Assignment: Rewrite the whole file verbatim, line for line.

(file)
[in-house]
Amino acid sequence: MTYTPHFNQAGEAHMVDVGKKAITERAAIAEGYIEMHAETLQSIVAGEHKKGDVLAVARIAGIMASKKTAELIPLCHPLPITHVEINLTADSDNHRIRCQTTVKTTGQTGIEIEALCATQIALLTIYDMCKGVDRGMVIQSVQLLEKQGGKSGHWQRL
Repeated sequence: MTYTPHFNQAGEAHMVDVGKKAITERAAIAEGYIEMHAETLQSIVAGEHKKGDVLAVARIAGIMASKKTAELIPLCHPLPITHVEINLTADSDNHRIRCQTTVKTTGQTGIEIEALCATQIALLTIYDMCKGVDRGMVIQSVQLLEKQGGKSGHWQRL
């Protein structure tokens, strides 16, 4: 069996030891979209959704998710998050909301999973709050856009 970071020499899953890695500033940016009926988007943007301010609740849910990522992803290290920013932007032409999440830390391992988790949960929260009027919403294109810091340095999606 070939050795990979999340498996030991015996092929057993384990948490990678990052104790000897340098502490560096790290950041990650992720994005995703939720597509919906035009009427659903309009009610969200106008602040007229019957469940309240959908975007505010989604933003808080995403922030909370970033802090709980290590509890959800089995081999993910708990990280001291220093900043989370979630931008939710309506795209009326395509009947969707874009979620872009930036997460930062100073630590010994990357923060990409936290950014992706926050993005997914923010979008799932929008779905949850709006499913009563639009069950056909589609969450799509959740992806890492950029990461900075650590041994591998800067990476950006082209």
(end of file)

[in-house]
Amino acid sequence: MTYTPHFNQAGEAHMVDVGKKAITERAAIAEGYIEMHAETLQSIVAGEHKKGDVLAVARIAGIMASKKTAELIPLCHPLPITHVEINLTADSDNHRIRCQTTVKTTGQTGIEIEALCATQIALLTIYDMCKGVDRGMVIQSVQLLEKQGGKSGHWQRL
Repeated sequence: MTYTPHFNQAGEAHMVDVGKKAITERAAIAEGYIEMHAETLQSIVAGEHKKGDVLAVARIAGIMASKKTAELIPLCHPLPITHVEINLTADSDNHRIRCQTTVKTTGQTGIEIEALCATQIALLTIYDMCKGVDRGMVIQSVQLLEKQGGKSGHWQRL
């Protein structure tokens, strides 16, 4: 069996030891979209959704998710998050909301999973709050856009 970071020499899953890695500033940016009926988007943007301010609740849910990522992803290290920013932007032409999440830390391992988790949960929260009027919403294109810091340095999606 070939050795990979999340498996030991015996092929057993384990948490990678990052104790000897340098502490560096790290950041990650992720994005995703939720597509919906035009009427659903309009009610969200106008602040007229019957469940309240959908975007505010989604933003808080995403922030909370970033802090709980290590509890959800089995081999993910708990990280001291220093900043989370979630931008939710309506795209009326395509009947969707874009979620872009930036997460930062100073630590010994990357923060990409936290950014992706926050993005997914923010979008799932929008779905949850709006499913009563639009069950056909589609969450799509959740992806890492950029990461900075650590041994591998800067990476950006082209």